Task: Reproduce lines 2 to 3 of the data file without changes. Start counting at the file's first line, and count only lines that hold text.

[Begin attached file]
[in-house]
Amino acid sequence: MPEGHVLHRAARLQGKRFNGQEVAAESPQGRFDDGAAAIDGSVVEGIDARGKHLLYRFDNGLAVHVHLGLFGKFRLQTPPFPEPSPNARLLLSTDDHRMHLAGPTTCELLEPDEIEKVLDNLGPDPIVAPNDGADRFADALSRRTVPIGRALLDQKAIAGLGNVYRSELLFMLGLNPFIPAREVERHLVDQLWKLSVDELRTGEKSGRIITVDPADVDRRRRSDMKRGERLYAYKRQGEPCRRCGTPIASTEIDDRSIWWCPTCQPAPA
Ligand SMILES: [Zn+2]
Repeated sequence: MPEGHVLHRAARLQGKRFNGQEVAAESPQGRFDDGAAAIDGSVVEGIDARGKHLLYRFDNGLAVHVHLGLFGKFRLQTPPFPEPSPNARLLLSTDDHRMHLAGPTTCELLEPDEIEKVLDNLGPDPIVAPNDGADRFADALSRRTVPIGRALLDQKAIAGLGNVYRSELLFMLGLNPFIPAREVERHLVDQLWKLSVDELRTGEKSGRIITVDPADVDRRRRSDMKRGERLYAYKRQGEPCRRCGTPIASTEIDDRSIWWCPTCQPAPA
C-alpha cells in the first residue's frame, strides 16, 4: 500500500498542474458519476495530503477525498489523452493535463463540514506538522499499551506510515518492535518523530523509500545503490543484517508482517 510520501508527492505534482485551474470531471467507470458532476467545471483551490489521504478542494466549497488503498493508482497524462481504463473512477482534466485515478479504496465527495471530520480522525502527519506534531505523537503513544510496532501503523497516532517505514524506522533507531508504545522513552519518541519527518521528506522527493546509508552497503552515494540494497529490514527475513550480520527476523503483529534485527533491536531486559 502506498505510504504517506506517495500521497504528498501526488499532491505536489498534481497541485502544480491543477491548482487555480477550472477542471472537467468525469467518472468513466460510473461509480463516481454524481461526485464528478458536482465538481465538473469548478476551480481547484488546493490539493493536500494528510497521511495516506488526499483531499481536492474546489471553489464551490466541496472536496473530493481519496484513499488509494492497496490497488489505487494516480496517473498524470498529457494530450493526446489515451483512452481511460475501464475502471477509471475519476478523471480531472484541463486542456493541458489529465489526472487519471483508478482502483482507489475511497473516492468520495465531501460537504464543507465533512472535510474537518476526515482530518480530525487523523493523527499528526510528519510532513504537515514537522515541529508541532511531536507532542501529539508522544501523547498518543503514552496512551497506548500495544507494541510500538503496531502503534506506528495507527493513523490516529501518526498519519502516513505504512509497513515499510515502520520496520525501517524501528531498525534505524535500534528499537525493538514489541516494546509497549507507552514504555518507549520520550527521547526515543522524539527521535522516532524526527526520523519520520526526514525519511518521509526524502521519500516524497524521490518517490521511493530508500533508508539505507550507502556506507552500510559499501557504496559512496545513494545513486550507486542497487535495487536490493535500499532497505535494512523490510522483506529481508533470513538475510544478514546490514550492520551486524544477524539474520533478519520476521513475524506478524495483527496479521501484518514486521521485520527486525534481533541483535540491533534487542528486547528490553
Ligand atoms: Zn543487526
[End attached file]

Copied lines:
Amino acid sequence: MPEGHVLHRAARLQGKRFNGQEVAAESPQGRFDDGAAAIDGSVVEGIDARGKHLLYRFDNGLAVHVHLGLFGKFRLQTPPFPEPSPNARLLLSTDDHRMHLAGPTTCELLEPDEIEKVLDNLGPDPIVAPNDGADRFADALSRRTVPIGRALLDQKAIAGLGNVYRSELLFMLGLNPFIPAREVERHLVDQLWKLSVDELRTGEKSGRIITVDPADVDRRRRSDMKRGERLYAYKRQGEPCRRCGTPIASTEIDDRSIWWCPTCQPAPA
Ligand SMILES: [Zn+2]